Palestinian President Mahmoud Abbas speaks during a
ceremony marking the eighth anniversary of the death of
late Palestinian leader Yasser Arafat in the West Bank city
of Ramallah on Sunday. REUTERS/Mohamad Torokman
Palestinian President Mahmoud Abbas has repeated an offer
to restart peace talks with Israel after a UN vote to recognise
Palestine as an observer state later this month.
"We had agreed to go get the vote on November 29 ... the
majority needed for the vote will be on our side," Abbas told
reporters of the planned UN vote. He was speaking in Cairo at
a meeting of Arab League foreign ministers.
"If it is possible to start talks on the following day (after
acquiring the observer status) then we are ready for that,"
The Western-backed Palestinian Authority circulated a draft
resolution to UN member states on Wednesday calling for
upgrading its UN status to that of observer state, despite
objections by the United States and Israel.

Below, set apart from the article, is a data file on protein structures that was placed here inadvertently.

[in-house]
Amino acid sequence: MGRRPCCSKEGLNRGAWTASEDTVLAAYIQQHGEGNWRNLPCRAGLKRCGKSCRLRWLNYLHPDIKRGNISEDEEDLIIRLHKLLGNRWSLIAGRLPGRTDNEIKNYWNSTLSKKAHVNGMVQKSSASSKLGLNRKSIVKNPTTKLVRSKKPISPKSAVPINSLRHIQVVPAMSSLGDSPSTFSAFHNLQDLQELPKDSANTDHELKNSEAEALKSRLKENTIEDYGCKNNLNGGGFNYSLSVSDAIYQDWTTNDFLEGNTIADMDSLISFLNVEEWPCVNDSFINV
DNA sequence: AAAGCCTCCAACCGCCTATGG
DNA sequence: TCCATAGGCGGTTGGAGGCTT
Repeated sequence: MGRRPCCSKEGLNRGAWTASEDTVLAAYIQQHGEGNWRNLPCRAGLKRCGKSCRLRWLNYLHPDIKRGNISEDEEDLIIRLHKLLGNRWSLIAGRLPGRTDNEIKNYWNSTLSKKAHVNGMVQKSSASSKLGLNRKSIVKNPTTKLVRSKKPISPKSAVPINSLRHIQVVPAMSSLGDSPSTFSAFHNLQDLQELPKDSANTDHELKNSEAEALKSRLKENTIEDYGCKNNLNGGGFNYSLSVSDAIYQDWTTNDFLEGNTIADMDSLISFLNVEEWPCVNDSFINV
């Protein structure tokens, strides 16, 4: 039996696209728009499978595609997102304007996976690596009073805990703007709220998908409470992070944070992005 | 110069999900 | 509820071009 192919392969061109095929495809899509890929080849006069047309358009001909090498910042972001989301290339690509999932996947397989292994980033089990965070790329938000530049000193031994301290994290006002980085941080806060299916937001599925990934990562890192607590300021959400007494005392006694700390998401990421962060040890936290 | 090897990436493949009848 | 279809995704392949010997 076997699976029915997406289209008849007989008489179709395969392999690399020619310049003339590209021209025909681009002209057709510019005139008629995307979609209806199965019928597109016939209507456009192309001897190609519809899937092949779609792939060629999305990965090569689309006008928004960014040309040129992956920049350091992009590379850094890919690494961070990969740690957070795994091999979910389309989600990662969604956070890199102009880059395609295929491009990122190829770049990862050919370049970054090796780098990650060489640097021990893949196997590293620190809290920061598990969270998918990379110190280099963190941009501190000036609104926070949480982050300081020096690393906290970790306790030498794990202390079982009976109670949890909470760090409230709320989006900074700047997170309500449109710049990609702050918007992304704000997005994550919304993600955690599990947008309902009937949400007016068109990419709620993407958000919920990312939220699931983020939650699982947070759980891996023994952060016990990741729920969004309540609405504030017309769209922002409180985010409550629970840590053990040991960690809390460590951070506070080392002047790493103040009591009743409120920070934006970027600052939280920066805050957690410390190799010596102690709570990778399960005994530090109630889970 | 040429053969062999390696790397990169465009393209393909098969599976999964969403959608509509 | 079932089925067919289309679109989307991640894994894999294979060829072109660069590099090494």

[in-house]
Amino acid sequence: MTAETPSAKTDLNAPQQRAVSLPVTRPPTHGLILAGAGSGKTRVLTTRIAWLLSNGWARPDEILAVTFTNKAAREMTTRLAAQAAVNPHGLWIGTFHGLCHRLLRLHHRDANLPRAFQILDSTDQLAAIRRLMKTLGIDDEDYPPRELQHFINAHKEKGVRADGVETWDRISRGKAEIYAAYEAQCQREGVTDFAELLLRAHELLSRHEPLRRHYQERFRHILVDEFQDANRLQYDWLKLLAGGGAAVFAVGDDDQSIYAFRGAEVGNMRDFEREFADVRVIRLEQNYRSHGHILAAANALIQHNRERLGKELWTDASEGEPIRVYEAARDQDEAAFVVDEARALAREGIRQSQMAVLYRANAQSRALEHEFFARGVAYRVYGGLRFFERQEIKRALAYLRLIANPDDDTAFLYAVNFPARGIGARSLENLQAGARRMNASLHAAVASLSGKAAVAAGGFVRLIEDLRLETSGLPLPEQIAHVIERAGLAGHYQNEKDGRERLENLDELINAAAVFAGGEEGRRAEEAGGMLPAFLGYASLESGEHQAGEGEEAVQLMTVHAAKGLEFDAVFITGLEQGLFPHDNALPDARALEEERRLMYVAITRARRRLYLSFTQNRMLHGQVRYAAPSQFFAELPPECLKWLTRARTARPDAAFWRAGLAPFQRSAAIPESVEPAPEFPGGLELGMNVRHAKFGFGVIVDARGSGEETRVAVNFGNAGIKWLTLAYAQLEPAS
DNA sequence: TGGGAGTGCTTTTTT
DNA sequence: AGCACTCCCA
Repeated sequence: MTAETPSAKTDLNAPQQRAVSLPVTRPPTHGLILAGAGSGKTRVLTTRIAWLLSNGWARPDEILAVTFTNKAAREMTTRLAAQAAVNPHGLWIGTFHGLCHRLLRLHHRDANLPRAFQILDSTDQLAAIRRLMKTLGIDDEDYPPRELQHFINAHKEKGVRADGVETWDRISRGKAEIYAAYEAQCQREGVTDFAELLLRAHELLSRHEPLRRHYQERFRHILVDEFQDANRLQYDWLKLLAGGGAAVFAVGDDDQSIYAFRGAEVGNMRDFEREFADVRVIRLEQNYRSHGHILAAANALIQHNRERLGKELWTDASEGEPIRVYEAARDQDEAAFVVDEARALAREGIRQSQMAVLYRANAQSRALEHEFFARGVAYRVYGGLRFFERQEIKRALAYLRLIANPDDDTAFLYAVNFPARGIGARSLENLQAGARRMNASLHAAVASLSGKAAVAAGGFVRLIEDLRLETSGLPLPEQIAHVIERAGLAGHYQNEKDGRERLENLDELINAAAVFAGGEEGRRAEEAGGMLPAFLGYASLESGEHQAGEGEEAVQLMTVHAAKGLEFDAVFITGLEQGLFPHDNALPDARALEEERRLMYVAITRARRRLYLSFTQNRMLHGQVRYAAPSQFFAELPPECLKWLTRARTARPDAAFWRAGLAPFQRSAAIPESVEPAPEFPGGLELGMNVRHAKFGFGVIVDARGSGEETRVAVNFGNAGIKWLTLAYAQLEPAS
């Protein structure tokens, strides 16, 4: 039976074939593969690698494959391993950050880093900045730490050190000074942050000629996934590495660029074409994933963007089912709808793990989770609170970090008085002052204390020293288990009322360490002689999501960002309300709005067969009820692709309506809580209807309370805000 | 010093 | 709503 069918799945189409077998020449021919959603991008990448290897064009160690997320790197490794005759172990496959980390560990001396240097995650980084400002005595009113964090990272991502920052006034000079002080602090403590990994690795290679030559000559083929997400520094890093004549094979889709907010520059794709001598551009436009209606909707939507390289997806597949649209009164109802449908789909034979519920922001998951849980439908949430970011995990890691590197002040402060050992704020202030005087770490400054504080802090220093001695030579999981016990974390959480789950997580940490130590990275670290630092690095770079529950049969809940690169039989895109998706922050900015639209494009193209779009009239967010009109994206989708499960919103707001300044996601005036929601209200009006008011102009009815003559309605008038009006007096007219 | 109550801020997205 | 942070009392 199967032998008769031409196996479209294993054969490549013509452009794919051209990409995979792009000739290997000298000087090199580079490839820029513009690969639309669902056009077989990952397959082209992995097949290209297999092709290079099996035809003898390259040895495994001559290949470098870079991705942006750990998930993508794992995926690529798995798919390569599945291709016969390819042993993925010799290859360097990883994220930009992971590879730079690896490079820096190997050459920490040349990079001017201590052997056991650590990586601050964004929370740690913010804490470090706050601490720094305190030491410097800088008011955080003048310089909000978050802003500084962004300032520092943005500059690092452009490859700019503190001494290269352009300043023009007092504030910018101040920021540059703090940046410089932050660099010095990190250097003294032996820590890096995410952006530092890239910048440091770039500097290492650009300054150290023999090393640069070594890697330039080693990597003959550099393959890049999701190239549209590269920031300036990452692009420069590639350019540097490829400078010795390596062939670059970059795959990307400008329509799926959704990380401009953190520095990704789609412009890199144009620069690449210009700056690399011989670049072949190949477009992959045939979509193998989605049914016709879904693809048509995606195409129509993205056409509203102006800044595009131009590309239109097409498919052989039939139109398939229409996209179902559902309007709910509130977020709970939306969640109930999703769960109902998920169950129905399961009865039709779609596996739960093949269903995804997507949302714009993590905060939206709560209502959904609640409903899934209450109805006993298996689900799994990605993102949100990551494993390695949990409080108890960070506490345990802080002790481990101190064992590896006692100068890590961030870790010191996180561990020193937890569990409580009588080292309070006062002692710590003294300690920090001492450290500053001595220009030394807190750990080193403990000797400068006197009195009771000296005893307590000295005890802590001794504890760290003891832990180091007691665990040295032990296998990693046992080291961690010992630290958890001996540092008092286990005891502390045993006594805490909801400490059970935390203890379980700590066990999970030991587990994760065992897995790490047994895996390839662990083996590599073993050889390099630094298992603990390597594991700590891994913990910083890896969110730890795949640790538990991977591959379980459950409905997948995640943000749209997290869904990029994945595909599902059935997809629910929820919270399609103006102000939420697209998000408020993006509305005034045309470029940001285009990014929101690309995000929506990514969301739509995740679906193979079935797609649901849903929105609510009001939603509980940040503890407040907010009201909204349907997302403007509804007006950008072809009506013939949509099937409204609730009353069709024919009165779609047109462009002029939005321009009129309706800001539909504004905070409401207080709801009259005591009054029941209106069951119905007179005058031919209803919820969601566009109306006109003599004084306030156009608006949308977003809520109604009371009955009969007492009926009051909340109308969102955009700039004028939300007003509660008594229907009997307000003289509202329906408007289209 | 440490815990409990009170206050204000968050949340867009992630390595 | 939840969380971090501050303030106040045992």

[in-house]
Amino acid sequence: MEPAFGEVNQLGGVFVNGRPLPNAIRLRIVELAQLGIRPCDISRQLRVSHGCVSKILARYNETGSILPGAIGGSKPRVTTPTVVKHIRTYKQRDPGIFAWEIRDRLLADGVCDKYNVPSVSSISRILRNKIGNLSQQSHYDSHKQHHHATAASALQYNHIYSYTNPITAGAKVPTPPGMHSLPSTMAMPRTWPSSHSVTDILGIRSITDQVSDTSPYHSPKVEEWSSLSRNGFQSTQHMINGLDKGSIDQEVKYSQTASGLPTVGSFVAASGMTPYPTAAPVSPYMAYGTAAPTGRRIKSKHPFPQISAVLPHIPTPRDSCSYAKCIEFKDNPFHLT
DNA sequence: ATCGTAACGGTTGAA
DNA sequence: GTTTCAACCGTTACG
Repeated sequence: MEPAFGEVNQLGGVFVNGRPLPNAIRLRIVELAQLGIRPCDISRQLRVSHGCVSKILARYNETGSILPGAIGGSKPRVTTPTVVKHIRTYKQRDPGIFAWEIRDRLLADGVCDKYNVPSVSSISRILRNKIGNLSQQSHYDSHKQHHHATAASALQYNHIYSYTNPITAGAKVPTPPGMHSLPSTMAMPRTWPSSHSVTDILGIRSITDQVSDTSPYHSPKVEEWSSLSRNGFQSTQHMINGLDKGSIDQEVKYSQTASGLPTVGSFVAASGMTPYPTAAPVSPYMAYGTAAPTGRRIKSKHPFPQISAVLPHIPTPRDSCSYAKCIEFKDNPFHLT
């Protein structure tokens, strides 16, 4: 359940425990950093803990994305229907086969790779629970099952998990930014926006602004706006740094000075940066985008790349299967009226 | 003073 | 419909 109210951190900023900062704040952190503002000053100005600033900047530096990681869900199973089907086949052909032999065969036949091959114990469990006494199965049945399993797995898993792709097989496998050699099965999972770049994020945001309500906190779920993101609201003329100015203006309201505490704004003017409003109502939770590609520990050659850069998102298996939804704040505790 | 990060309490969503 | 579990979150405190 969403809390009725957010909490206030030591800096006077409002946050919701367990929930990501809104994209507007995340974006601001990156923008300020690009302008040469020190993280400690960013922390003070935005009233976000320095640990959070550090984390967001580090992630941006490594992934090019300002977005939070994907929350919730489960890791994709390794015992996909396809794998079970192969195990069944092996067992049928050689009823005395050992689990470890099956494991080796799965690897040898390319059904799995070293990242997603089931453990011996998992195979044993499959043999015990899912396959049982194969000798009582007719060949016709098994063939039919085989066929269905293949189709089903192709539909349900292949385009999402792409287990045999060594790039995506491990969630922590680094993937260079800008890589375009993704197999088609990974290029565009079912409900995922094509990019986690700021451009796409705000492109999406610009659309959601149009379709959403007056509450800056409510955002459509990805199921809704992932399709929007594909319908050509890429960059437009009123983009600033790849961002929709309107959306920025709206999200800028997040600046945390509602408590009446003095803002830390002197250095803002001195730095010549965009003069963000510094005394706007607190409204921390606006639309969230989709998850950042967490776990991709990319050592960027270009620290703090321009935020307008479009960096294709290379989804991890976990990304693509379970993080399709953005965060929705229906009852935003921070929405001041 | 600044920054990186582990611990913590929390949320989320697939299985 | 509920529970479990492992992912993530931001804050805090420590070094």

Washington says it favours eventual statehood for Palestine,
but wants it to come as a result of negotiations with Israel.
The United States can block full recognition of Palestine as
a UN member at the Security Council, where it has a veto, but
the 193-nation UN General Assembly can still grant observer
Abbas's proposal, to be put to a vote in the General Assembly
later this month, would implicitly recognise Palestinian
statehood and could also grant access to bodies such as the
International Criminal Court in The Hague.
"We do not want to clash with anyone, neither with America
nor with Israel nor with anyone else," Abbas said. He asked
the Arab League states for their "blessings".
The upgrade seems certain to win approval in any vote in the
193-nation General Assembly, which is composed mostly of
post-colonial states historically sympathetic to the
Israeli-Palestinian peace talks have been stalled over
Israel's refusal to first halt settlement building in
territory where the Palestinians want their state.